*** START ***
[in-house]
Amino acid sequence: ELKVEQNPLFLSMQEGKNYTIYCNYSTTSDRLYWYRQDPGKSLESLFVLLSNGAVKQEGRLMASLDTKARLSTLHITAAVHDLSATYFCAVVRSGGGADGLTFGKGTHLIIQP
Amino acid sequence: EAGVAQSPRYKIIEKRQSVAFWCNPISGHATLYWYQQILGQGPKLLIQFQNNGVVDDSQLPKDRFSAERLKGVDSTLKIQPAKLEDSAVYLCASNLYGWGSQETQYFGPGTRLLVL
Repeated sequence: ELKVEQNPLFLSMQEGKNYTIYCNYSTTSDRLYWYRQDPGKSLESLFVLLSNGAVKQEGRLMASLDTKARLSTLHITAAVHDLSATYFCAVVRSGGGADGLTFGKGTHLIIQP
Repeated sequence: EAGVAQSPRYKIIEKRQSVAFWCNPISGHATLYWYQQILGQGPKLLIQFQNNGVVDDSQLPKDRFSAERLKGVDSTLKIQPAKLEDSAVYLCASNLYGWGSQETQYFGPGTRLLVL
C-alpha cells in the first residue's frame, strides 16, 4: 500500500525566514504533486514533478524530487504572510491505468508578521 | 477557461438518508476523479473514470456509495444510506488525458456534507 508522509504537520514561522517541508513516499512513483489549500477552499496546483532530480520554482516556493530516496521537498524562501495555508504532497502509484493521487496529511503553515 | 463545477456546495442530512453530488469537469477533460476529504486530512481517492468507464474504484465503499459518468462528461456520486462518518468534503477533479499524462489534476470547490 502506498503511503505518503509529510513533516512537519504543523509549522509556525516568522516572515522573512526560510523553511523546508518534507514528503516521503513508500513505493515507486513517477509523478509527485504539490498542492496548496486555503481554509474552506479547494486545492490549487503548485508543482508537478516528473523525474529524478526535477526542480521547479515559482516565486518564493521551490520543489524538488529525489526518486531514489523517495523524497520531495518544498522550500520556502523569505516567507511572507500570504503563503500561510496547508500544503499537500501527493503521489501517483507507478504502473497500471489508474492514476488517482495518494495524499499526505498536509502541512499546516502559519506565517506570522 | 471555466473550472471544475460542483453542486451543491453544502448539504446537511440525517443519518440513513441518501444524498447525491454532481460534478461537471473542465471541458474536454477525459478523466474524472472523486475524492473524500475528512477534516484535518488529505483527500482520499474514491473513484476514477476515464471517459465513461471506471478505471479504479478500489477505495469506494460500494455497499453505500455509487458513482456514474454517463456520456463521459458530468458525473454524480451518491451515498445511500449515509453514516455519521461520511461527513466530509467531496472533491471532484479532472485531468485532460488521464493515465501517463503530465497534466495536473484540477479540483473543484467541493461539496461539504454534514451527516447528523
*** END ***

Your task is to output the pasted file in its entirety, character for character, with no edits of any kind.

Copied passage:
[in-house]
Amino acid sequence: ELKVEQNPLFLSMQEGKNYTIYCNYSTTSDRLYWYRQDPGKSLESLFVLLSNGAVKQEGRLMASLDTKARLSTLHITAAVHDLSATYFCAVVRSGGGADGLTFGKGTHLIIQP
Amino acid sequence: EAGVAQSPRYKIIEKRQSVAFWCNPISGHATLYWYQQILGQGPKLLIQFQNNGVVDDSQLPKDRFSAERLKGVDSTLKIQPAKLEDSAVYLCASNLYGWGSQETQYFGPGTRLLVL
Repeated sequence: ELKVEQNPLFLSMQEGKNYTIYCNYSTTSDRLYWYRQDPGKSLESLFVLLSNGAVKQEGRLMASLDTKARLSTLHITAAVHDLSATYFCAVVRSGGGADGLTFGKGTHLIIQP
Repeated sequence: EAGVAQSPRYKIIEKRQSVAFWCNPISGHATLYWYQQILGQGPKLLIQFQNNGVVDDSQLPKDRFSAERLKGVDSTLKIQPAKLEDSAVYLCASNLYGWGSQETQYFGPGTRLLVL
C-alpha cells in the first residue's frame, strides 16, 4: 500500500525566514504533486514533478524530487504572510491505468508578521 | 477557461438518508476523479473514470456509495444510506488525458456534507 508522509504537520514561522517541508513516499512513483489549500477552499496546483532530480520554482516556493530516496521537498524562501495555508504532497502509484493521487496529511503553515 | 463545477456546495442530512453530488469537469477533460476529504486530512481517492468507464474504484465503499459518468462528461456520486462518518468534503477533479499524462489534476470547490 502506498503511503505518503509529510513533516512537519504543523509549522509556525516568522516572515522573512526560510523553511523546508518534507514528503516521503513508500513505493515507486513517477509523478509527485504539490498542492496548496486555503481554509474552506479547494486545492490549487503548485508543482508537478516528473523525474529524478526535477526542480521547479515559482516565486518564493521551490520543489524538488529525489526518486531514489523517495523524497520531495518544498522550500520556502523569505516567507511572507500570504503563503500561510496547508500544503499537500501527493503521489501517483507507478504502473497500471489508474492514476488517482495518494495524499499526505498536509502541512499546516502559519506565517506570522 | 471555466473550472471544475460542483453542486451543491453544502448539504446537511440525517443519518440513513441518501444524498447525491454532481460534478461537471473542465471541458474536454477525459478523466474524472472523486475524492473524500475528512477534516484535518488529505483527500482520499474514491473513484476514477476515464471517459465513461471506471478505471479504479478500489477505495469506494460500494455497499453505500455509487458513482456514474454517463456520456463521459458530468458525473454524480451518491451515498445511500449515509453514516455519521461520511461527513466530509467531496472533491471532484479532472485531468485532460488521464493515465501517463503530465497534466495536473484540477479540483473543484467541493461539496461539504454534514451527516447528523